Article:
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Why Did Moses' Parents Hide Him? — Heb. 11.23

During Moses’ generation, the Egyptian Pharaoh infamously commanded the Hebrews to kill their sons (Ex. 1.16). However, Moses’ parents thwarted this command.

Hebrews 11.23 reads:

“By faith Moses, when he was born, was hidden three months by his parents, because they saw he was a beautiful child; and they were not afraid of the king’s command.”

Some ambiguity surrounds the meaning of the word “beautiful.” It comes from the word asteios, which means “of that which befitted the town” (Vine, p. 54). The infant was elegant as opposed to rustic. Something was appealing about the baby Moses. 

The issue is this. Did Moses’ parents hide the baby merely because of his physical beauty, or was it more because they saw he was a spiritually “beautiful child?” Consider these points.

First, Moses’ parents hid the child “by faith.” In biblical teaching, “faith comes by hearing, and hearing by the word of God” (Rm. 10.17). 

This indicates that Moses’ parents did not base their actions purely on superficial reasons. Instead, they were acting in response to something God had revealed to them

Second, in his address to the Jewish council in Jerusalem, Stephen affirmed that the infant Moses was asteios to theo — literally, “beautiful to God” (Acts 7.20). The NKJV renders the phrase: “…well pleasing to God.” The ESV reads: “…beautiful in God’s sight.” 

It is possible that the phrase — although written in Greek — was intended to reflect a Hebrew idiom, meaning something like: He was ‘so divine’ (i.e., exceedingly exceptional). This explains why neither the KJV, ASV, nor the NIV mention “God” in their translations, for they decided to take a more dynamic approach to this phrase — i.e., they approximated the way the audience might have received the passage originally instead of the way it formally reads.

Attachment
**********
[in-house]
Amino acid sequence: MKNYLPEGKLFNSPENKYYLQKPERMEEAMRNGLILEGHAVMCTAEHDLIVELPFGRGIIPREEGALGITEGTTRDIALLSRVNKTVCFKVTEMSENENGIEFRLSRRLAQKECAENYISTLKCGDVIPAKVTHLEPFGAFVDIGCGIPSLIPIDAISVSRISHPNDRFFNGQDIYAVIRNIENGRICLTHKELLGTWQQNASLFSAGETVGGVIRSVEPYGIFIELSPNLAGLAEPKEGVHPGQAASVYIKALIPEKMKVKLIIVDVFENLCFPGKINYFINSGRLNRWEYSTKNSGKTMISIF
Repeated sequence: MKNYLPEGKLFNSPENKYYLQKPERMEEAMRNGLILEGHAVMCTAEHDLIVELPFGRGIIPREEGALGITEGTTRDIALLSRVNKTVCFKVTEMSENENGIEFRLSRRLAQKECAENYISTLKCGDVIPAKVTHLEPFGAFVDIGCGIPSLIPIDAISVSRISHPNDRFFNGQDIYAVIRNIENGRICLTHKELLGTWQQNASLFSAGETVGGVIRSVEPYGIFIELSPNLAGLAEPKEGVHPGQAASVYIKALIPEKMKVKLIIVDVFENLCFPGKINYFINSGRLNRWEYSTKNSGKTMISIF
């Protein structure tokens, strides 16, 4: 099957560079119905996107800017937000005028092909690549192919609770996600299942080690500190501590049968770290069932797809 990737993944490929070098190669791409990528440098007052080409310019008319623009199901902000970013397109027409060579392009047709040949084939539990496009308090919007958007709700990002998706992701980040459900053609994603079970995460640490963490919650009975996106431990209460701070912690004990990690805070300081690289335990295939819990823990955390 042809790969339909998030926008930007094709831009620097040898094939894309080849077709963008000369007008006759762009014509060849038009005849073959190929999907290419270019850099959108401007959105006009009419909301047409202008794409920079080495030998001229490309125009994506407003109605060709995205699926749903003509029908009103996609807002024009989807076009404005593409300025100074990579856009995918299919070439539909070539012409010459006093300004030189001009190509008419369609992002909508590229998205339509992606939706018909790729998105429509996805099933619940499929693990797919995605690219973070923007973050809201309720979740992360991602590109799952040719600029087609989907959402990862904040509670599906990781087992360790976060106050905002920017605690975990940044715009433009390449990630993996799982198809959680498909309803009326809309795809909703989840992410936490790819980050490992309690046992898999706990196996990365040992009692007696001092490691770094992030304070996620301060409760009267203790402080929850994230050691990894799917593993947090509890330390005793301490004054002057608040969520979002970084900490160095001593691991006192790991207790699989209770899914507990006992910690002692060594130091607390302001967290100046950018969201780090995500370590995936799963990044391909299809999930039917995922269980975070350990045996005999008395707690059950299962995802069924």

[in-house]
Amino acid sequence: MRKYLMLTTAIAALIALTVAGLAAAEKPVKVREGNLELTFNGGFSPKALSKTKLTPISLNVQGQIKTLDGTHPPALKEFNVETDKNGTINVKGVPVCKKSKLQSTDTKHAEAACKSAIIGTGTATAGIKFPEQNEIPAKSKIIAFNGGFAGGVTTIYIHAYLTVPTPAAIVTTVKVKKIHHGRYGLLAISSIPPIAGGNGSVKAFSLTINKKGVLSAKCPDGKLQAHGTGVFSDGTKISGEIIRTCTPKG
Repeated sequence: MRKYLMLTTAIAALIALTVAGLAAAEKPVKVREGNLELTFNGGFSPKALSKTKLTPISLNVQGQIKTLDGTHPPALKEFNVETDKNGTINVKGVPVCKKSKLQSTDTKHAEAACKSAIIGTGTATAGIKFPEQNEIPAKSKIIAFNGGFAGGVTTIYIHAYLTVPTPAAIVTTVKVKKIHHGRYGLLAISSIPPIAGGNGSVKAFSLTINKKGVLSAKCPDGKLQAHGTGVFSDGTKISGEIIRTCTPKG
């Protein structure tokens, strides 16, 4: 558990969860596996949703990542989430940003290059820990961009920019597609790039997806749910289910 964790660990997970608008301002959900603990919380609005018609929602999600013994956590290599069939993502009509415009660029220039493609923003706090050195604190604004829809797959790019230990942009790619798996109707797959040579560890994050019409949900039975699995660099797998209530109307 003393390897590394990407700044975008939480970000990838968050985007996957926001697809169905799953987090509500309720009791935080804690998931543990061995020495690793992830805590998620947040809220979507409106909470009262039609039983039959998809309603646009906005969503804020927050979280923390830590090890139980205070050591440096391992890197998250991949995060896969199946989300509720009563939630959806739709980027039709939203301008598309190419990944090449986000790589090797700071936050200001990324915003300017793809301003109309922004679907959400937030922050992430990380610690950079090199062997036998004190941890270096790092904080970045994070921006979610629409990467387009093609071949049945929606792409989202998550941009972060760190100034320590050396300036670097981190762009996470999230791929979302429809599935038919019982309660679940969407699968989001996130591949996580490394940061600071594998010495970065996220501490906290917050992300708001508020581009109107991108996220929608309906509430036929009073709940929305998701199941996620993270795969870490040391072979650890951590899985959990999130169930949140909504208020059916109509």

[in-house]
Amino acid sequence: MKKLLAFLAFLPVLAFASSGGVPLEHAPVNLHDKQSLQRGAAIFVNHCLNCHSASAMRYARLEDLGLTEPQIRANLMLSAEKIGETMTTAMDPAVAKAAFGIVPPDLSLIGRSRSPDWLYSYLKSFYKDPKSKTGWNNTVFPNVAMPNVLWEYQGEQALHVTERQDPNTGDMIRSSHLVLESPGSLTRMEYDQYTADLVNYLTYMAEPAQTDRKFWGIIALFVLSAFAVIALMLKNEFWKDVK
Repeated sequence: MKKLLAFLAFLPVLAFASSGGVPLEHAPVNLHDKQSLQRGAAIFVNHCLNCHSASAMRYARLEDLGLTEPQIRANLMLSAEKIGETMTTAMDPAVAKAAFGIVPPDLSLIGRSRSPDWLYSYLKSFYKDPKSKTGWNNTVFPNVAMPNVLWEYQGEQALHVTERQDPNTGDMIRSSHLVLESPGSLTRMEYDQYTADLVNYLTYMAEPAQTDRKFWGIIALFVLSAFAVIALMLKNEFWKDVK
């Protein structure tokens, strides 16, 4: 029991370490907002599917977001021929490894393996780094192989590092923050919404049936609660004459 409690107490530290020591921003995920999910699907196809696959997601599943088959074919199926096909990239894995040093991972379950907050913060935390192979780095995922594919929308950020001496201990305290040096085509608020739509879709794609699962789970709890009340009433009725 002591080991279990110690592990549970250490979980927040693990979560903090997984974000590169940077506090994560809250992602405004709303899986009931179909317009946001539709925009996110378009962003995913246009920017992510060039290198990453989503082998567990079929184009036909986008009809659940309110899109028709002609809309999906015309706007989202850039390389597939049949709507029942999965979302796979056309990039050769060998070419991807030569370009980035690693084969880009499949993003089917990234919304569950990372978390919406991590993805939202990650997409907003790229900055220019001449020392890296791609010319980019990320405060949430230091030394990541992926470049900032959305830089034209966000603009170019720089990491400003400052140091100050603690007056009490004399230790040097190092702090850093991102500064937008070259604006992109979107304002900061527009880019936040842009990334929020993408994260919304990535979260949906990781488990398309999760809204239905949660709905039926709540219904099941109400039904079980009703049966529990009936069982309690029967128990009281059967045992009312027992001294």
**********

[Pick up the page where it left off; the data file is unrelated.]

If taken as written in Greek, the phrase suggests his parents saw that God smiled upon the baby. Indeed, even though the NIV does not translate theo (“God”), it still appears to capture the spiritual essence of the passage: “He was no ordinary child.” 

Perhaps the best rendition is this: “He was exceptional to God.” This also suggests a spiritual attractiveness. 

Third, faith is based either on historical claims God has made about the past (cf. 1 Cor. 15.1ff), present timeless truths (cf. Heb. 11.6), or future promises that have yet to come to fruition.

In that light, one possibility is that Moses’ parents “hid” their boy simply because it was the right thing to do — per God’s moral precepts. 

Against that notion, however, the text reveals that Moses’ parents “hid” the infant due to the exceptional qualities of Moses himself — not merely because it is wrong to murder infants in general. A better explanation is warranted. 

Return to the passage in Hebrews 11. The chapter argues that faith takes God’s promises at his word and lives life with such promises in view as if they were already a present reality (cf. Heb. 11.13, 17, 20, 26, 39). 

Therefore, perhaps when Moses’ parents “saw he was an exceptional little child” — again “by faith” — they had “seen” some of God’s future plans involving Moses — e.g., that he would be a great leader for Israel; that he would lead them out of Egyptian bondage; that he would give them a law to govern them as a people; etc. Hence, when Moses’ parents “saw he was a beautiful child” “by faith,” they had